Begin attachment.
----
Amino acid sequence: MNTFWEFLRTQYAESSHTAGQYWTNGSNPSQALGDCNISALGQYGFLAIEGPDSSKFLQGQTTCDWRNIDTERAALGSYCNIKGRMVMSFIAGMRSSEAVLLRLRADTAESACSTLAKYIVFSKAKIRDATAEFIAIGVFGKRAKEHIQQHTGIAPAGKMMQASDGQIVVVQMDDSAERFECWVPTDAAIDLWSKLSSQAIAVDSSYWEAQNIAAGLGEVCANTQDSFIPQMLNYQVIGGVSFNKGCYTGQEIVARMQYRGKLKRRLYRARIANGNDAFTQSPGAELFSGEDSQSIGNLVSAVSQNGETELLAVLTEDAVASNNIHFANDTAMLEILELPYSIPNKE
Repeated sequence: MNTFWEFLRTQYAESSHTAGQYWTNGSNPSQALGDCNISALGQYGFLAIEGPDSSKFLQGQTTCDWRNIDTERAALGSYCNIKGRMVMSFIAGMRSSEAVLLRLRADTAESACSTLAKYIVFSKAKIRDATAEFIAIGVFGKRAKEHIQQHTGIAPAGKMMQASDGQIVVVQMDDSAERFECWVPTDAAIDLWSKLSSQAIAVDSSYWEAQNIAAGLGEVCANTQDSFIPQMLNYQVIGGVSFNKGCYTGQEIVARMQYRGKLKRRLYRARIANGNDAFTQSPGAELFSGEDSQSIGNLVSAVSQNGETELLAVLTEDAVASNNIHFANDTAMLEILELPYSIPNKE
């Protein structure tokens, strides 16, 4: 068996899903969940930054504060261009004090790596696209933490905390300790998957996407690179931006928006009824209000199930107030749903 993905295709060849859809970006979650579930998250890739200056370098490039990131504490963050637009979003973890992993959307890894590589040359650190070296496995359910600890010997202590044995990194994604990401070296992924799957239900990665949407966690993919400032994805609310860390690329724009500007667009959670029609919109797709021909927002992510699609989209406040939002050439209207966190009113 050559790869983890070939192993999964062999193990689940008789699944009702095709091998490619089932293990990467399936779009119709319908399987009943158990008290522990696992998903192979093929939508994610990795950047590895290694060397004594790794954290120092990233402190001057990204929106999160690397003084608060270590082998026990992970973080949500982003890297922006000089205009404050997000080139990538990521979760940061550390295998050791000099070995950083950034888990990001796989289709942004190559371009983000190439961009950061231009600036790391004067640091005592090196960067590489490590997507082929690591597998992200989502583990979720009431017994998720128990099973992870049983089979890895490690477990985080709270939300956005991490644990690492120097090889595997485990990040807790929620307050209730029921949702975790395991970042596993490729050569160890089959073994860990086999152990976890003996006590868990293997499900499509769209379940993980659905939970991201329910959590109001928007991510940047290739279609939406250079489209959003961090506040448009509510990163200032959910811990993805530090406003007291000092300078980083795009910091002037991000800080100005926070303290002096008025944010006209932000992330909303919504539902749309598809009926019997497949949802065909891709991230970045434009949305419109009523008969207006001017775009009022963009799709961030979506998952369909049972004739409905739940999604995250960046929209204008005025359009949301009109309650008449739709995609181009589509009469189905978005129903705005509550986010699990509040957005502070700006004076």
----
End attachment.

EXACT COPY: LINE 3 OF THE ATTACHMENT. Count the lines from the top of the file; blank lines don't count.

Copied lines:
């Protein structure tokens, strides 16, 4: 068996899903969940930054504060261009004090790596696209933490905390300790998957996407690179931006928006009824209000199930107030749903 993905295709060849859809970006979650579930998250890739200056370098490039990131504490963050637009979003973890992993959307890894590589040359650190070296496995359910600890010997202590044995990194994604990401070296992924799957239900990665949407966690993919400032994805609310860390690329724009500007667009959670029609919109797709021909927002992510699609989209406040939002050439209207966190009113 050559790869983890070939192993999964062999193990689940008789699944009702095709091998490619089932293990990467399936779009119709319908399987009943158990008290522990696992998903192979093929939508994610990795950047590895290694060397004594790794954290120092990233402190001057990204929106999160690397003084608060270590082998026990992970973080949500982003890297922006000089205009404050997000080139990538990521979760940061550390295998050791000099070995950083950034888990990001796989289709942004190559371009983000190439961009950061231009600036790391004067640091005592090196960067590489490590997507082929690591597998992200989502583990979720009431017994998720128990099973992870049983089979890895490690477990985080709270939300956005991490644990690492120097090889595997485990990040807790929620307050209730029921949702975790395991970042596993490729050569160890089959073994860990086999152990976890003996006590868990293997499900499509769209379940993980659905939970991201329910959590109001928007991510940047290739279609939406250079489209959003961090506040448009509510990163200032959910811990993805530090406003007291000092300078980083795009910091002037991000800080100005926070303290002096008025944010006209932000992330909303919504539902749309598809009926019997497949949802065909891709991230970045434009949305419109009523008969207006001017775009009022963009799709961030979506998952369909049972004739409905739940999604995250960046929209204008005025359009949301009109309650008449739709995609181009589509009469189905978005129903705005509550986010699990509040957005502070700006004076």